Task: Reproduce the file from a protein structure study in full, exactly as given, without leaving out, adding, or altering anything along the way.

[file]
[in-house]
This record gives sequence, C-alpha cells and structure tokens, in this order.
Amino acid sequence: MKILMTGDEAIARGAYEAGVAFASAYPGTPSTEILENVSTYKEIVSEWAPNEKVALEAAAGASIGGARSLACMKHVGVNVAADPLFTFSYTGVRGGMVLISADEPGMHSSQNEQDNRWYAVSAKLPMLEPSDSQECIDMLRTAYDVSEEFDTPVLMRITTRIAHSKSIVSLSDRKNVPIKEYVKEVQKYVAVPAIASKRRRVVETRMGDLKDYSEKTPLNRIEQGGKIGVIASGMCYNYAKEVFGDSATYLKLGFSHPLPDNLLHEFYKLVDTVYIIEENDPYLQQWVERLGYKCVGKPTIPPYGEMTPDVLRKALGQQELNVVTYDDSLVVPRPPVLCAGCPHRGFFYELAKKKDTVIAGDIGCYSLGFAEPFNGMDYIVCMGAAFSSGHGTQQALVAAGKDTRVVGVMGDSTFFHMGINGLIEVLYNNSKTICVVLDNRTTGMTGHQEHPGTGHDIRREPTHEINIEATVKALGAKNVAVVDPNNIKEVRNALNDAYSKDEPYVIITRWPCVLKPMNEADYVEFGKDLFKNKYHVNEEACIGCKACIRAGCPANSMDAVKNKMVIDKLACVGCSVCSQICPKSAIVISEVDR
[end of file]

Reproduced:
[in-house]
This record gives sequence, C-alpha cells and structure tokens, in this order.
Amino acid sequence: MKILMTGDEAIARGAYEAGVAFASAYPGTPSTEILENVSTYKEIVSEWAPNEKVALEAAAGASIGGARSLACMKHVGVNVAADPLFTFSYTGVRGGMVLISADEPGMHSSQNEQDNRWYAVSAKLPMLEPSDSQECIDMLRTAYDVSEEFDTPVLMRITTRIAHSKSIVSLSDRKNVPIKEYVKEVQKYVAVPAIASKRRRVVETRMGDLKDYSEKTPLNRIEQGGKIGVIASGMCYNYAKEVFGDSATYLKLGFSHPLPDNLLHEFYKLVDTVYIIEENDPYLQQWVERLGYKCVGKPTIPPYGEMTPDVLRKALGQQELNVVTYDDSLVVPRPPVLCAGCPHRGFFYELAKKKDTVIAGDIGCYSLGFAEPFNGMDYIVCMGAAFSSGHGTQQALVAAGKDTRVVGVMGDSTFFHMGINGLIEVLYNNSKTICVVLDNRTTGMTGHQEHPGTGHDIRREPTHEINIEATVKALGAKNVAVVDPNNIKEVRNALNDAYSKDEPYVIITRWPCVLKPMNEADYVEFGKDLFKNKYHVNEEACIGCKACIRAGCPANSMDAVKNKMVIDKLACVGCSVCSQICPKSAIVISEVDR